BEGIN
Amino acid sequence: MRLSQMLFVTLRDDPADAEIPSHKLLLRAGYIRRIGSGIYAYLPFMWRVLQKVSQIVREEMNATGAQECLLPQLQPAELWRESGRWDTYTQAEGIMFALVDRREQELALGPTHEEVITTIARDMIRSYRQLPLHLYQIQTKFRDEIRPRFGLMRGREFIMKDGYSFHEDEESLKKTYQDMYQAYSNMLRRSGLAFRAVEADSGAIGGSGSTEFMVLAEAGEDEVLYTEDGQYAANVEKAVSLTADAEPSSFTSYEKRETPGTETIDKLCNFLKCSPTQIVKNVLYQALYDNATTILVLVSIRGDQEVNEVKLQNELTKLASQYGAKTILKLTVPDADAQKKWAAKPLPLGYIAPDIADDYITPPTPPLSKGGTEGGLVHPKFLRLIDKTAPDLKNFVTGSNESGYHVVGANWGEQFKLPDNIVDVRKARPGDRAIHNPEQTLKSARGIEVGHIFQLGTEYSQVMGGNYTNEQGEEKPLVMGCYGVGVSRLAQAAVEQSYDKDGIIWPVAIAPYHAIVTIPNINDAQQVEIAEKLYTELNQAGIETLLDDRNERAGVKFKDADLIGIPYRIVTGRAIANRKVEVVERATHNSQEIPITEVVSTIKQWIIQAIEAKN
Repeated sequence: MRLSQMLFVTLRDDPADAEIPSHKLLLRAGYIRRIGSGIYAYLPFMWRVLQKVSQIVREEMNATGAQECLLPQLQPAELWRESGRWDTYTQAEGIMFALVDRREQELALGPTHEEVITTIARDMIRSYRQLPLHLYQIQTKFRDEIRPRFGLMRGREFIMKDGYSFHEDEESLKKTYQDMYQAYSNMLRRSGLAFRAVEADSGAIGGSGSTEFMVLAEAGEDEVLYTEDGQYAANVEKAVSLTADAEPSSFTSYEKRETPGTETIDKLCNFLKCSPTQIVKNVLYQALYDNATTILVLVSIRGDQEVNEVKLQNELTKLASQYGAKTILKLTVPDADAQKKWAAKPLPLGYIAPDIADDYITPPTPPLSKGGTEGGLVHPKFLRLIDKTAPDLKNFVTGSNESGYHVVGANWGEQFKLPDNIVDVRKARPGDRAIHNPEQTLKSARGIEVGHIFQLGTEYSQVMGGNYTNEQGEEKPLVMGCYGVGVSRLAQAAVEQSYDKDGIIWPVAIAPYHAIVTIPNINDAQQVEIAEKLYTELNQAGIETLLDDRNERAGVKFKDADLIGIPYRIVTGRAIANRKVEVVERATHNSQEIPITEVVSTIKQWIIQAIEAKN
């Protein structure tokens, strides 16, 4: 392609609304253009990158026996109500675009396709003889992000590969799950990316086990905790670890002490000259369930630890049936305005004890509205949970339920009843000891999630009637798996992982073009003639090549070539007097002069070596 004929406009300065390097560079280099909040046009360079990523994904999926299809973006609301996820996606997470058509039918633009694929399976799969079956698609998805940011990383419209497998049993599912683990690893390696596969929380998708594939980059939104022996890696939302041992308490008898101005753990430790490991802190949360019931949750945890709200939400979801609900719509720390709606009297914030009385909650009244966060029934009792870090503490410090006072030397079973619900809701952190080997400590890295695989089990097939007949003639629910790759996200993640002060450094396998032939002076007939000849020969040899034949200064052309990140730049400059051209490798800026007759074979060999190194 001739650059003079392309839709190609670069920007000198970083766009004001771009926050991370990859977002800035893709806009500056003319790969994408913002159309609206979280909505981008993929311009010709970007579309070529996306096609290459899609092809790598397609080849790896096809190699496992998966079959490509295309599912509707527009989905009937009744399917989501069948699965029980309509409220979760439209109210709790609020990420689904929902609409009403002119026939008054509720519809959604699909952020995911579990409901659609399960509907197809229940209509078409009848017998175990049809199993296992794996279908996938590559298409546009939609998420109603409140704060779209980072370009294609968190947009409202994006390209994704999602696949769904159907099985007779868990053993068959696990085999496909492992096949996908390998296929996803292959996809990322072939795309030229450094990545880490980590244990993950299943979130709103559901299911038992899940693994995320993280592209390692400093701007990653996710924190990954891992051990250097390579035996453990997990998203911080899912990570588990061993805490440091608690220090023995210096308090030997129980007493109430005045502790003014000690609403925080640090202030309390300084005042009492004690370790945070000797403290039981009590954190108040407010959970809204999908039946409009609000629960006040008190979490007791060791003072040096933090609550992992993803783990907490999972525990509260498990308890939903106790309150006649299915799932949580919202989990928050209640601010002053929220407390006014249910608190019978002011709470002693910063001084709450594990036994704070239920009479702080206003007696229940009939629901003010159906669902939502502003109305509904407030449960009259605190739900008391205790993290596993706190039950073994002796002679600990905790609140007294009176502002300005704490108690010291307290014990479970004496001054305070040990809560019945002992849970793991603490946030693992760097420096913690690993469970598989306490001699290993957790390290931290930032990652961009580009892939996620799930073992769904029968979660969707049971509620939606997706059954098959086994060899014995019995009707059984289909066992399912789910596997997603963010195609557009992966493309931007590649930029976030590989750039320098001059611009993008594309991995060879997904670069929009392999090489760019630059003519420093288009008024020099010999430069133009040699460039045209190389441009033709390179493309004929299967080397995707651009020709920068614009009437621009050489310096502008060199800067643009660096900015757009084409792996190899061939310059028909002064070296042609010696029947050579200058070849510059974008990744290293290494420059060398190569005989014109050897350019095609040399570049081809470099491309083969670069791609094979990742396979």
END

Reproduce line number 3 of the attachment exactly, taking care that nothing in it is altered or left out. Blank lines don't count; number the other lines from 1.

């Protein structure tokens, strides 16, 4: 392609609304253009990158026996109500675009396709003889992000590969799950990316086990905790670890002490000259369930630890049936305005004890509205949970339920009843000891999630009637798996992982073009003639090549070539007097002069070596 004929406009300065390097560079280099909040046009360079990523994904999926299809973006609301996820996606997470058509039918633009694929399976799969079956698609998805940011990383419209497998049993599912683990690893390696596969929380998708594939980059939104022996890696939302041992308490008898101005753990430790490991802190949360019931949750945890709200939400979801609900719509720390709606009297914030009385909650009244966060029934009792870090503490410090006072030397079973619900809701952190080997400590890295695989089990097939007949003639629910790759996200993640002060450094396998032939002076007939000849020969040899034949200064052309990140730049400059051209490798800026007759074979060999190194 001739650059003079392309839709190609670069920007000198970083766009004001771009926050991370990859977002800035893709806009500056003319790969994408913002159309609206979280909505981008993929311009010709970007579309070529996306096609290459899609092809790598397609080849790896096809190699496992998966079959490509295309599912509707527009989905009937009744399917989501069948699965029980309509409220979760439209109210709790609020990420689904929902609409009403002119026939008054509720519809959604699909952020995911579990409901659609399960509907197809229940209509078409009848017998175990049809199993296992794996279908996938590559298409546009939609998420109603409140704060779209980072370009294609968190947009409202994006390209994704999602696949769904159907099985007779868990053993068959696990085999496909492992096949996908390998296929996803292959996809990322072939795309030229450094990545880490980590244990993950299943979130709103559901299911038992899940693994995320993280592209390692400093701007990653996710924190990954891992051990250097390579035996453990997990998203911080899912990570588990061993805490440091608690220090023995210096308090030997129980007493109430005045502790003014000690609403925080640090202030309390300084005042009492004690370790945070000797403290039981009590954190108040407010959970809204999908039946409009609000629960006040008190979490007791060791003072040096933090609550992992993803783990907490999972525990509260498990308890939903106790309150006649299915799932949580919202989990928050209640601010002053929220407390006014249910608190019978002011709470002693910063001084709450594990036994704070239920009479702080206003007696229940009939629901003010159906669902939502502003109305509904407030449960009259605190739900008391205790993290596993706190039950073994002796002679600990905790609140007294009176502002300005704490108690010291307290014990479970004496001054305070040990809560019945002992849970793991603490946030693992760097420096913690690993469970598989306490001699290993957790390290931290930032990652961009580009892939996620799930073992769904029968979660969707049971509620939606997706059954098959086994060899014995019995009707059984289909066992399912789910596997997603963010195609557009992966493309931007590649930029976030590989750039320098001059611009993008594309991995060879997904670069929009392999090489760019630059003519420093288009008024020099010999430069133009040699460039045209190389441009033709390179493309004929299967080397995707651009020709920068614009009437621009050489310096502008060199800067643009660096900015757009084409792996190899061939310059028909002064070296042609010696029947050579200058070849510059974008990744290293290494420059060398190569005989014109050897350019095609040399570049081809470099491309083969670069791609094979990742396979």